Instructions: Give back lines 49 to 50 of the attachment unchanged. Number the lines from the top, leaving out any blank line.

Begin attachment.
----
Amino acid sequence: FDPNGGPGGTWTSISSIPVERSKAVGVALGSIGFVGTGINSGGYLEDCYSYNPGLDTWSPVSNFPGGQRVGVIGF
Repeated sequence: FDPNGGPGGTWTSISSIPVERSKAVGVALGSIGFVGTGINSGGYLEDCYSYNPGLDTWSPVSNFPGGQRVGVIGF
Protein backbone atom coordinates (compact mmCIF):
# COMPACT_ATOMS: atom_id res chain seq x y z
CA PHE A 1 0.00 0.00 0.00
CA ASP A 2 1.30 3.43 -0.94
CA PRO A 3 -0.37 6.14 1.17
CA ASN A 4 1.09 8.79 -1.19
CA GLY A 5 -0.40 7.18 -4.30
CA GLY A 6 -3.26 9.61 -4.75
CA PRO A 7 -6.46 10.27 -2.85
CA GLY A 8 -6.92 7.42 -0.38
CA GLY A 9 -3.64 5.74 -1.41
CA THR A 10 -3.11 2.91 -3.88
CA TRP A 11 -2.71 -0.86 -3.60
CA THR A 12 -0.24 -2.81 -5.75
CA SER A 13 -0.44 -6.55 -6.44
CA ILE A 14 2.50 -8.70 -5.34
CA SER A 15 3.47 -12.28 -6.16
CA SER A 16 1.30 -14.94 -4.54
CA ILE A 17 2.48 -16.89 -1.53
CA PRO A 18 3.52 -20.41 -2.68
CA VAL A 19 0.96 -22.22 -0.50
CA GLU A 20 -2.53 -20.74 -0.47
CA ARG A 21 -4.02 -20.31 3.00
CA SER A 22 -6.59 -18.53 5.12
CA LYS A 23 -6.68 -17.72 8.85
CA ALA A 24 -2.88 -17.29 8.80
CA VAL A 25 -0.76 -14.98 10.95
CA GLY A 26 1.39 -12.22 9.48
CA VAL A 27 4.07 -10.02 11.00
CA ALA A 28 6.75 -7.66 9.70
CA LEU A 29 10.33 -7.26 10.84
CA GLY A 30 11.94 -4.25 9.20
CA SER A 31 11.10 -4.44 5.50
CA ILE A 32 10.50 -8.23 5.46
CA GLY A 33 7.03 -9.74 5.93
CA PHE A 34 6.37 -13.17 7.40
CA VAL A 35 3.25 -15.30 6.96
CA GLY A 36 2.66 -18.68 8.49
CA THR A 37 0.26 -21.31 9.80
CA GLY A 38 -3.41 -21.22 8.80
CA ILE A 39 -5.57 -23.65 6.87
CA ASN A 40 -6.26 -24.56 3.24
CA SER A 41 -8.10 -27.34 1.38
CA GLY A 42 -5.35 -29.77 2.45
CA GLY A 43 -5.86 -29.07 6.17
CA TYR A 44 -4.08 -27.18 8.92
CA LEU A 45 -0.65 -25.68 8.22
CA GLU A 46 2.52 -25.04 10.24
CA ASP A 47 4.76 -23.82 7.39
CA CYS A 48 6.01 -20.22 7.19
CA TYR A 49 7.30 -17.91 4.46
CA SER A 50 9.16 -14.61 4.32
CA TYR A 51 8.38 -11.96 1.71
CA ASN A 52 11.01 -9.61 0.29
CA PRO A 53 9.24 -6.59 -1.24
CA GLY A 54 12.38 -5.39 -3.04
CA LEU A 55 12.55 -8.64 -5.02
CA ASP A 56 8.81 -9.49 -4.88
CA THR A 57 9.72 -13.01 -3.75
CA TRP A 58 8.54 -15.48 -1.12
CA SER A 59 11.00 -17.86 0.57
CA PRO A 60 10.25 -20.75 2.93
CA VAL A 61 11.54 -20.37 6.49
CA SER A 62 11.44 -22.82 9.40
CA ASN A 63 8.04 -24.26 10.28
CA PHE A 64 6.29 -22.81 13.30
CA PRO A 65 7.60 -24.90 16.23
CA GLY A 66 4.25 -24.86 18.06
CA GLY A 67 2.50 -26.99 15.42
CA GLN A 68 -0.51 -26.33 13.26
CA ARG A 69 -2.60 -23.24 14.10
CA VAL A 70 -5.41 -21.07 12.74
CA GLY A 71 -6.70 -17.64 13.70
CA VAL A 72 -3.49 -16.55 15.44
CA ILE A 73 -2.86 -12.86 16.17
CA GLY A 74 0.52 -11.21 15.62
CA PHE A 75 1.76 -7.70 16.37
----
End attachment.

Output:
CA LEU A 45 -0.65 -25.68 8.22
CA GLU A 46 2.52 -25.04 10.24